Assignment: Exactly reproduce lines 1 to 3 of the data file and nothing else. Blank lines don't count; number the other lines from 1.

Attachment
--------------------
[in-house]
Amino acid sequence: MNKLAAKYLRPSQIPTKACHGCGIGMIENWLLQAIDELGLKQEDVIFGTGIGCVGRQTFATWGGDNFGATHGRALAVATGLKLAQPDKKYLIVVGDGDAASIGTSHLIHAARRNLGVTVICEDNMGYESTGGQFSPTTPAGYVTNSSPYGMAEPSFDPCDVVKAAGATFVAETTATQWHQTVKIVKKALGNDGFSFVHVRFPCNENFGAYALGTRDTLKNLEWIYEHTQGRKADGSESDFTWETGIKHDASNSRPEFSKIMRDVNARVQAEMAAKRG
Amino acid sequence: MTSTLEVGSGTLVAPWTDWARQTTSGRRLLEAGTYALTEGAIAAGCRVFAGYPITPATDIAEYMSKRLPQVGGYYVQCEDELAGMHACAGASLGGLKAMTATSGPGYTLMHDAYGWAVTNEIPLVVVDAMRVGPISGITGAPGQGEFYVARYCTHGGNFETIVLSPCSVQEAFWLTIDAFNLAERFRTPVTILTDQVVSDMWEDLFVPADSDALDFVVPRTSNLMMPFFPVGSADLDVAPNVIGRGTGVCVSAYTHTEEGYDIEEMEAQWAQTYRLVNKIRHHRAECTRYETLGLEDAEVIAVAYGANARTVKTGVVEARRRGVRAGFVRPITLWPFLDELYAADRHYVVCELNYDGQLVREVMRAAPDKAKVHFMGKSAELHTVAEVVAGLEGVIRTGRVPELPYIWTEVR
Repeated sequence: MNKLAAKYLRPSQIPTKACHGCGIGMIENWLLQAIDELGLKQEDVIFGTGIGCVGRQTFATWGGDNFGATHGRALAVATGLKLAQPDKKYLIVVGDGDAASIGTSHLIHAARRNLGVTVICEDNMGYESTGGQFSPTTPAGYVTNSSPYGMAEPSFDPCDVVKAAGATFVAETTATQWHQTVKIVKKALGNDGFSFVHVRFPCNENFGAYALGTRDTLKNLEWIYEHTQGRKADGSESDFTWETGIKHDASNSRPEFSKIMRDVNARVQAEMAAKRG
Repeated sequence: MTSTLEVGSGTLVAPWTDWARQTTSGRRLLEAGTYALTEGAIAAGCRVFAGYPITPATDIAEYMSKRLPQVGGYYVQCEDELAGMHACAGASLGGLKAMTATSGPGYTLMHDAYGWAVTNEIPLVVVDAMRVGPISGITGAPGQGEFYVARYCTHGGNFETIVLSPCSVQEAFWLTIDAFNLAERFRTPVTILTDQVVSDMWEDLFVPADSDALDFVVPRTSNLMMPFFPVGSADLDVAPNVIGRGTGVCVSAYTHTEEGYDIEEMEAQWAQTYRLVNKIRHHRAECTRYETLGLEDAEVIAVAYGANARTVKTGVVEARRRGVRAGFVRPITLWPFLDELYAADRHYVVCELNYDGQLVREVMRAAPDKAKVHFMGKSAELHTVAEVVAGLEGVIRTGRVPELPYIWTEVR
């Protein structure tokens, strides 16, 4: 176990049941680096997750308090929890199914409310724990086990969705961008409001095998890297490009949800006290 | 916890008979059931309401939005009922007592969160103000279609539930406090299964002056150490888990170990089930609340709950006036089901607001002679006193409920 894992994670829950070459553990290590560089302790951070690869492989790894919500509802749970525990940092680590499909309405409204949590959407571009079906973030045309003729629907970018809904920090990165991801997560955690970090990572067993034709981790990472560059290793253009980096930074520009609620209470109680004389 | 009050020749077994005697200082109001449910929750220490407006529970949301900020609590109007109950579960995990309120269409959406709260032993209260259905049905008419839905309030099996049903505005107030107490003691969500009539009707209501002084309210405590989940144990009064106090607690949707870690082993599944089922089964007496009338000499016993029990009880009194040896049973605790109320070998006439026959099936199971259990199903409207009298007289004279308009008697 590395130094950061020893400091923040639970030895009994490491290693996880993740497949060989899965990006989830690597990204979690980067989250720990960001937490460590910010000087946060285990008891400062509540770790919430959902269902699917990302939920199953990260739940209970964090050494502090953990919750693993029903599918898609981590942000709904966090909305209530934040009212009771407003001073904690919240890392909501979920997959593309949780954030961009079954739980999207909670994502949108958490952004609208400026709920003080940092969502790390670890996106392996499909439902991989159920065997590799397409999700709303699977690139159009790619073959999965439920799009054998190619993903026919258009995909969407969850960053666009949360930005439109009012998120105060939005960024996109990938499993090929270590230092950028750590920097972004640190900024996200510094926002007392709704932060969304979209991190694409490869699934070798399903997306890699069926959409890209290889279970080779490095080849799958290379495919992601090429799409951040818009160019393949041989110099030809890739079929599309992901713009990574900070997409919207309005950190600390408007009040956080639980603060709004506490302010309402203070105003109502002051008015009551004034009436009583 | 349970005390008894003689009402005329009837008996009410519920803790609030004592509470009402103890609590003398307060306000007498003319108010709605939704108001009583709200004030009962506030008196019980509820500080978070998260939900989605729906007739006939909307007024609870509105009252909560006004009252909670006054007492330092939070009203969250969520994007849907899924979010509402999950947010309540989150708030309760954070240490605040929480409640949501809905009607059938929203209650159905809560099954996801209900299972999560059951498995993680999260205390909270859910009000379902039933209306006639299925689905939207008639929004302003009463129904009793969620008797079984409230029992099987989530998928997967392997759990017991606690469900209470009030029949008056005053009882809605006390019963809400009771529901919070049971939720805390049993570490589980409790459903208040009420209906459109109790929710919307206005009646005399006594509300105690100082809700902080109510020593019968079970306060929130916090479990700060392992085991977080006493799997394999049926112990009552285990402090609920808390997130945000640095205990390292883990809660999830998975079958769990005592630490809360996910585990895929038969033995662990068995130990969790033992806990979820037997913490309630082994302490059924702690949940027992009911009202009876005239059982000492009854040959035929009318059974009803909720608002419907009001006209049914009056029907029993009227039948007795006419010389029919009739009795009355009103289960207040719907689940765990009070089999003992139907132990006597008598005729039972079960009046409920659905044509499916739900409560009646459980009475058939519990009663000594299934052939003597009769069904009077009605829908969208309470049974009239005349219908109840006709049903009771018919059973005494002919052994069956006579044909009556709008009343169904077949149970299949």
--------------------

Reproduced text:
[in-house]
Amino acid sequence: MNKLAAKYLRPSQIPTKACHGCGIGMIENWLLQAIDELGLKQEDVIFGTGIGCVGRQTFATWGGDNFGATHGRALAVATGLKLAQPDKKYLIVVGDGDAASIGTSHLIHAARRNLGVTVICEDNMGYESTGGQFSPTTPAGYVTNSSPYGMAEPSFDPCDVVKAAGATFVAETTATQWHQTVKIVKKALGNDGFSFVHVRFPCNENFGAYALGTRDTLKNLEWIYEHTQGRKADGSESDFTWETGIKHDASNSRPEFSKIMRDVNARVQAEMAAKRG
Amino acid sequence: MTSTLEVGSGTLVAPWTDWARQTTSGRRLLEAGTYALTEGAIAAGCRVFAGYPITPATDIAEYMSKRLPQVGGYYVQCEDELAGMHACAGASLGGLKAMTATSGPGYTLMHDAYGWAVTNEIPLVVVDAMRVGPISGITGAPGQGEFYVARYCTHGGNFETIVLSPCSVQEAFWLTIDAFNLAERFRTPVTILTDQVVSDMWEDLFVPADSDALDFVVPRTSNLMMPFFPVGSADLDVAPNVIGRGTGVCVSAYTHTEEGYDIEEMEAQWAQTYRLVNKIRHHRAECTRYETLGLEDAEVIAVAYGANARTVKTGVVEARRRGVRAGFVRPITLWPFLDELYAADRHYVVCELNYDGQLVREVMRAAPDKAKVHFMGKSAELHTVAEVVAGLEGVIRTGRVPELPYIWTEVR